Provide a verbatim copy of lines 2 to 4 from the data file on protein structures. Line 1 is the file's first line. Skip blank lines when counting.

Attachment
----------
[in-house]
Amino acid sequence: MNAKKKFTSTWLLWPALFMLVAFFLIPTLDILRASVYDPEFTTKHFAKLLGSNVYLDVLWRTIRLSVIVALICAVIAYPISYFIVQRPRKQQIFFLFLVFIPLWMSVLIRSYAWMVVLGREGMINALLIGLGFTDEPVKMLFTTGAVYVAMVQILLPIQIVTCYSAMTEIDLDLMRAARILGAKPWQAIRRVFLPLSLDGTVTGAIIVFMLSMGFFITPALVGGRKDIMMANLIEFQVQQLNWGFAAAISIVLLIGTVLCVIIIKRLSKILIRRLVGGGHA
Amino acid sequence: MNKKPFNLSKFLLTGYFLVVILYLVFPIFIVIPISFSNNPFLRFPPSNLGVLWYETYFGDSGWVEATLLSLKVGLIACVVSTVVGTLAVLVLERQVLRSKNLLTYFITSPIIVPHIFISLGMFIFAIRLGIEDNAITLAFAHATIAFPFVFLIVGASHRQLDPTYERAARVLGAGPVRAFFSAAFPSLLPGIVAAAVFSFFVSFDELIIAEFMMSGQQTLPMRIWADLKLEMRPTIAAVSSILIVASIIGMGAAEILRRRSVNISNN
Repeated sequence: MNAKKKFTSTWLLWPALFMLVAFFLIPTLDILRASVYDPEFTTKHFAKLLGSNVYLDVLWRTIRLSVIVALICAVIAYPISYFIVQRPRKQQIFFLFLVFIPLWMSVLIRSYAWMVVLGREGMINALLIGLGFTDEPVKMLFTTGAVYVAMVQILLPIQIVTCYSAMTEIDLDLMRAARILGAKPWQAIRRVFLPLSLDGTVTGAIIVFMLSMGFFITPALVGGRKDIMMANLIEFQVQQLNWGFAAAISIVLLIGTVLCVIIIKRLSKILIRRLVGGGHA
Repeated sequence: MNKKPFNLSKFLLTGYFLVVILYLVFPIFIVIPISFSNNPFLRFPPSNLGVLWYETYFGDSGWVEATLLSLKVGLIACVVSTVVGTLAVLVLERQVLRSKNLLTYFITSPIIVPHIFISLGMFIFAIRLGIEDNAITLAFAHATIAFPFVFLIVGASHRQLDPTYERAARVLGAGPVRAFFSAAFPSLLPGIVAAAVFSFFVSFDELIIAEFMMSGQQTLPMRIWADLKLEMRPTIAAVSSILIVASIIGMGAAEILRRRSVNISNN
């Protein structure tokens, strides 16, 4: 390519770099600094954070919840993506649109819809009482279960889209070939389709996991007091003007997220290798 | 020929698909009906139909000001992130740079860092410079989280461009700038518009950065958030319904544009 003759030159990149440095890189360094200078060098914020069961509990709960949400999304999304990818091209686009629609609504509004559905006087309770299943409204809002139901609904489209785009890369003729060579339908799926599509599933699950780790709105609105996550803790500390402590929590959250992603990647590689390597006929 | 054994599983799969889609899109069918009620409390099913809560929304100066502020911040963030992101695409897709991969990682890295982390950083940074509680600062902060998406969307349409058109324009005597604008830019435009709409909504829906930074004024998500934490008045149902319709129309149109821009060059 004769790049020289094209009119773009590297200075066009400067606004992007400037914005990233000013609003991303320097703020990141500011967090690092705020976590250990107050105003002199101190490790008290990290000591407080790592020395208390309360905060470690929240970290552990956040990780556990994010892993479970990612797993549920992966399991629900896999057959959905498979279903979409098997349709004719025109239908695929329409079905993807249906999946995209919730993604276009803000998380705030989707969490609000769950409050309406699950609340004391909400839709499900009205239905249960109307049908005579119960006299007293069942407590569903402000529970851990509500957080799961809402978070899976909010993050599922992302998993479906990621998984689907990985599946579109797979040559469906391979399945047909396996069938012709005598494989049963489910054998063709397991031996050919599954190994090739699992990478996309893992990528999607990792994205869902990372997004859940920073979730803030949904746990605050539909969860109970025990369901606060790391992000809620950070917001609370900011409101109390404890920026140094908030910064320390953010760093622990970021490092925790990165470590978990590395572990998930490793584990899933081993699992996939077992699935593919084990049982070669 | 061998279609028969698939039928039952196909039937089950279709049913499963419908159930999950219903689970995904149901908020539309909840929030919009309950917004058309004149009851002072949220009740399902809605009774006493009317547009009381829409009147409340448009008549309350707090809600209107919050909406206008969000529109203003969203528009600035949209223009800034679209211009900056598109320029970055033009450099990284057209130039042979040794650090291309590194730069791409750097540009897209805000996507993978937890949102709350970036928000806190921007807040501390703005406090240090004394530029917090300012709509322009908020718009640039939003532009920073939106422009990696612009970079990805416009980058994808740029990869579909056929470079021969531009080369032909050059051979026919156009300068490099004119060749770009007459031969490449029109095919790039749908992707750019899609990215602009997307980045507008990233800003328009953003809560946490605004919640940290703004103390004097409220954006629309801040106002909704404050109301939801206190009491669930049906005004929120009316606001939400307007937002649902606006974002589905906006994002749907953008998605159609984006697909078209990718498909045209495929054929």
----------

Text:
Amino acid sequence: MNAKKKFTSTWLLWPALFMLVAFFLIPTLDILRASVYDPEFTTKHFAKLLGSNVYLDVLWRTIRLSVIVALICAVIAYPISYFIVQRPRKQQIFFLFLVFIPLWMSVLIRSYAWMVVLGREGMINALLIGLGFTDEPVKMLFTTGAVYVAMVQILLPIQIVTCYSAMTEIDLDLMRAARILGAKPWQAIRRVFLPLSLDGTVTGAIIVFMLSMGFFITPALVGGRKDIMMANLIEFQVQQLNWGFAAAISIVLLIGTVLCVIIIKRLSKILIRRLVGGGHA
Amino acid sequence: MNKKPFNLSKFLLTGYFLVVILYLVFPIFIVIPISFSNNPFLRFPPSNLGVLWYETYFGDSGWVEATLLSLKVGLIACVVSTVVGTLAVLVLERQVLRSKNLLTYFITSPIIVPHIFISLGMFIFAIRLGIEDNAITLAFAHATIAFPFVFLIVGASHRQLDPTYERAARVLGAGPVRAFFSAAFPSLLPGIVAAAVFSFFVSFDELIIAEFMMSGQQTLPMRIWADLKLEMRPTIAAVSSILIVASIIGMGAAEILRRRSVNISNN
Repeated sequence: MNAKKKFTSTWLLWPALFMLVAFFLIPTLDILRASVYDPEFTTKHFAKLLGSNVYLDVLWRTIRLSVIVALICAVIAYPISYFIVQRPRKQQIFFLFLVFIPLWMSVLIRSYAWMVVLGREGMINALLIGLGFTDEPVKMLFTTGAVYVAMVQILLPIQIVTCYSAMTEIDLDLMRAARILGAKPWQAIRRVFLPLSLDGTVTGAIIVFMLSMGFFITPALVGGRKDIMMANLIEFQVQQLNWGFAAAISIVLLIGTVLCVIIIKRLSKILIRRLVGGGHA